A chilling word made its way to some of us filling the Jazz Tent to capacity and then some on Spring Garden Road Friday night - a lovely warm summer evening. Headliners. Orquestra Tipica Imperial had somehow lost their way from the airport to downtown. But, we were quickly assured, they HAD made it and we would not be denied our BIG TANGO PARTY night.
As a Jazz Fest crew prepped the stage for Orquestra Tipica Imperial, members of East Coast Tango laid a temporary dance floor over the asphalt in front of the stage. I was told that East Coast Tango has now swelled to 80 participants and is growing fast. I was also told that if their dancing excited viewers, the appropriate exhultation of approval would be cries of: "Eso!" - loosely translated as " That's good" or "Ya got it, brother and sister". As the flooring was going down, the band members quickly assumed their places: three bandoneon (like a concertina) players front and centre, behind them, a cellist - who bore a passing resemblance to The Who's Pete Townsend circa the late 1970s, three violinists, an acoustic bass player, and, off to one side, a pianist at a baby grand piano. Rounding out the band, a diminutive vocalist, emcee (who spoke flawless English); a charmer who would later turn out to be more fun than a balloon parade. This was Ivan Espeche.
Following a loud welcoming cheer from the audience, the pianist counted in the first offering. Suddenly the air exploded with a sharp snapping sound of music, powered by the three bandoneon players hunched over their instruments and knees. The chopping rhythm, tickled by the flying fingers of the pianist, was richly enhanced by gorgeous playing in the string section. This was to be a constant throughout the evening's memorable two sets of tangos and milongas. Dramatic. Yup. Passionate. You're not kidding. Organic. Holee. The dynamics astonished. Roaring and predatory one moment; sweet and melancholy the next. Back and forth. Loud and soft: rife with expression of the confounding complications of human to human relationships. The faces of the musicians reflected the roiling narratives in the music. Bliss. Ferocity. Longing. Contempt. Their bodies swayed in time with the changing elastic tempos. Their heads flailed, tossing hair with abandon. Down in front, the tango dancers moved in stylized reflection and response to no doubt had to be only the most authentic bedtrack to their dancing and the most inspiring they ever heard. Heads were pressed tightly together. Faces solemn and serious. Often with eyes tightly shut. Waist down, their hips swiveled as if to both get away and to come back together. Push. Pull. Yin yang Argentine style. Legs jabbed out from side to side, describing tight arcs. One spectator observed: "Above the waist, you're still and seriously messed up; below, you're a maniac."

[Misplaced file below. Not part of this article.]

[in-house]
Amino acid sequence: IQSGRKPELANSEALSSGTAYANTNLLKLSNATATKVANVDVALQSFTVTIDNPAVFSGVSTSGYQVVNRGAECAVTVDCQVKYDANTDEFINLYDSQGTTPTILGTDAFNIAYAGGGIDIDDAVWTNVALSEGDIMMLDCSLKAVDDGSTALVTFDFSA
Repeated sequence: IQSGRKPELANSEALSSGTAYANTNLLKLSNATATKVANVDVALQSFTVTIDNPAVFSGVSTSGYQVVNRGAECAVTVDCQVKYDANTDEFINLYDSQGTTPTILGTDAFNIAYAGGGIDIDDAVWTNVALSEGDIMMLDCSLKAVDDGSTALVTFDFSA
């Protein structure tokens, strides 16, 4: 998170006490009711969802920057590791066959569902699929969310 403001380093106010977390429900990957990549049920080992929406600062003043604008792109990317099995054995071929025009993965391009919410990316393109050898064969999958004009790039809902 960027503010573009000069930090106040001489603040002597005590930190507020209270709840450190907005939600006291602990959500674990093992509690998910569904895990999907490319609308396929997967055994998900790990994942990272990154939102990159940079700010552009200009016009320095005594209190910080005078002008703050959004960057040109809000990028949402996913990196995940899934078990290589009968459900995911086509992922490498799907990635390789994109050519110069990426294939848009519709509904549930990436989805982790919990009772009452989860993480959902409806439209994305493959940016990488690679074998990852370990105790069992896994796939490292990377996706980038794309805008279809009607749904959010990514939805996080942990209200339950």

As if the brilliant instrumentals were not enough to please, vocalist Ivan Espeche proved to be a wonder. And a prodigeously gifted singer. In a rich, expressive, sexy baritone, he delighted the audience with scintillating tango songs, bearing the dramatic, emotive style of the late great French actor/singer, Yves Montand. Michael Buble could learn a lot, a lot! from this dynamo. Not all of the slections were of the lost love, gained love, I hate you - I love you variety. One funny number stood out. It was a band composition in praise of an hugely admired Argentine footballer. As the band bounced into the number, Espeche rapid-tongued a Spanish play-by-play of their hero in action culiminating with a beautifully timed, "Goallllllllllll" to bring the piece to its finish.
Announcement of the final number drew a loud and dismayed chorus of "Awwww" from the wanting-more throng. The cheering led to an encore, fittingly enough, the tango Al Pacino danced to in the flick, Scent Of A Woman.How appropriate. Perfect capper. Eso!
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